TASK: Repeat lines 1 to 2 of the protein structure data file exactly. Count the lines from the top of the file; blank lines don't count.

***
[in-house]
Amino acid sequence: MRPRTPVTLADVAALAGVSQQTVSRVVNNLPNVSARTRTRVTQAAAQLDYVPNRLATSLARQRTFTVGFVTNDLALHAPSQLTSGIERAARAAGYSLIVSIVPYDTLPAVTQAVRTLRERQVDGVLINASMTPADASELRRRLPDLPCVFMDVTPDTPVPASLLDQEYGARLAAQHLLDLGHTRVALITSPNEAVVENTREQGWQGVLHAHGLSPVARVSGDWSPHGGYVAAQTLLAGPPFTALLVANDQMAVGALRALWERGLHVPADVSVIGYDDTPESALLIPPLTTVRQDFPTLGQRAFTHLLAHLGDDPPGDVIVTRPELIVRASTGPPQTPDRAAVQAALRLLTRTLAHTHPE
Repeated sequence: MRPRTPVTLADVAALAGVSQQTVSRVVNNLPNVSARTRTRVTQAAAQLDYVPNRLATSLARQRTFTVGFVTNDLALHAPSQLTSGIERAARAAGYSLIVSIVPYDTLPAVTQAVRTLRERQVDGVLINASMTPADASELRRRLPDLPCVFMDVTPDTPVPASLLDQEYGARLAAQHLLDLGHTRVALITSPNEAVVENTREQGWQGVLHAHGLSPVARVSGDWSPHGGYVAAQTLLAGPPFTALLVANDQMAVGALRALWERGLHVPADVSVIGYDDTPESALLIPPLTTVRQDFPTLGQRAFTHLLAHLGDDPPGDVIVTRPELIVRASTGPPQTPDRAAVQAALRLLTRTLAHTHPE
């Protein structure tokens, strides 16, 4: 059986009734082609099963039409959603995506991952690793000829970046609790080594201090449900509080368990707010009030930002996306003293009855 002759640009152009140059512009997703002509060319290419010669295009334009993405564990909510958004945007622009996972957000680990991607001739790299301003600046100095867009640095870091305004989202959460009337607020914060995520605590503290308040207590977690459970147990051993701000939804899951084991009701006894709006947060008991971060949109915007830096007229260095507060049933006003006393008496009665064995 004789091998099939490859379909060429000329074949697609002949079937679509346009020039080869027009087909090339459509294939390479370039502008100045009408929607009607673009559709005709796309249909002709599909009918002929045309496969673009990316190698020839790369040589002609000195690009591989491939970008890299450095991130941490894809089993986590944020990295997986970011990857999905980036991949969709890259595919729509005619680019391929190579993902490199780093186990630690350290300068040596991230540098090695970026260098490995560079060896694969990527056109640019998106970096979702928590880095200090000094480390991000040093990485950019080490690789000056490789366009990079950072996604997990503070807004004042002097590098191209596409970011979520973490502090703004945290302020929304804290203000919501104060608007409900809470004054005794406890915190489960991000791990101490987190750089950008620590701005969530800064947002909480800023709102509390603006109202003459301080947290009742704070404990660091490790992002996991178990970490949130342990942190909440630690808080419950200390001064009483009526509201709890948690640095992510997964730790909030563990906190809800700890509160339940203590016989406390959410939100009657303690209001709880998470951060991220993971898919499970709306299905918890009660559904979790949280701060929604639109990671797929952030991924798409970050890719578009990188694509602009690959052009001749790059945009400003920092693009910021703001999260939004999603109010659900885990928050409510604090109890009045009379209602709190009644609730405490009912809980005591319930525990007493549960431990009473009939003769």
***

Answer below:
[in-house]
Amino acid sequence: MRPRTPVTLADVAALAGVSQQTVSRVVNNLPNVSARTRTRVTQAAAQLDYVPNRLATSLARQRTFTVGFVTNDLALHAPSQLTSGIERAARAAGYSLIVSIVPYDTLPAVTQAVRTLRERQVDGVLINASMTPADASELRRRLPDLPCVFMDVTPDTPVPASLLDQEYGARLAAQHLLDLGHTRVALITSPNEAVVENTREQGWQGVLHAHGLSPVARVSGDWSPHGGYVAAQTLLAGPPFTALLVANDQMAVGALRALWERGLHVPADVSVIGYDDTPESALLIPPLTTVRQDFPTLGQRAFTHLLAHLGDDPPGDVIVTRPELIVRASTGPPQTPDRAAVQAALRLLTRTLAHTHPE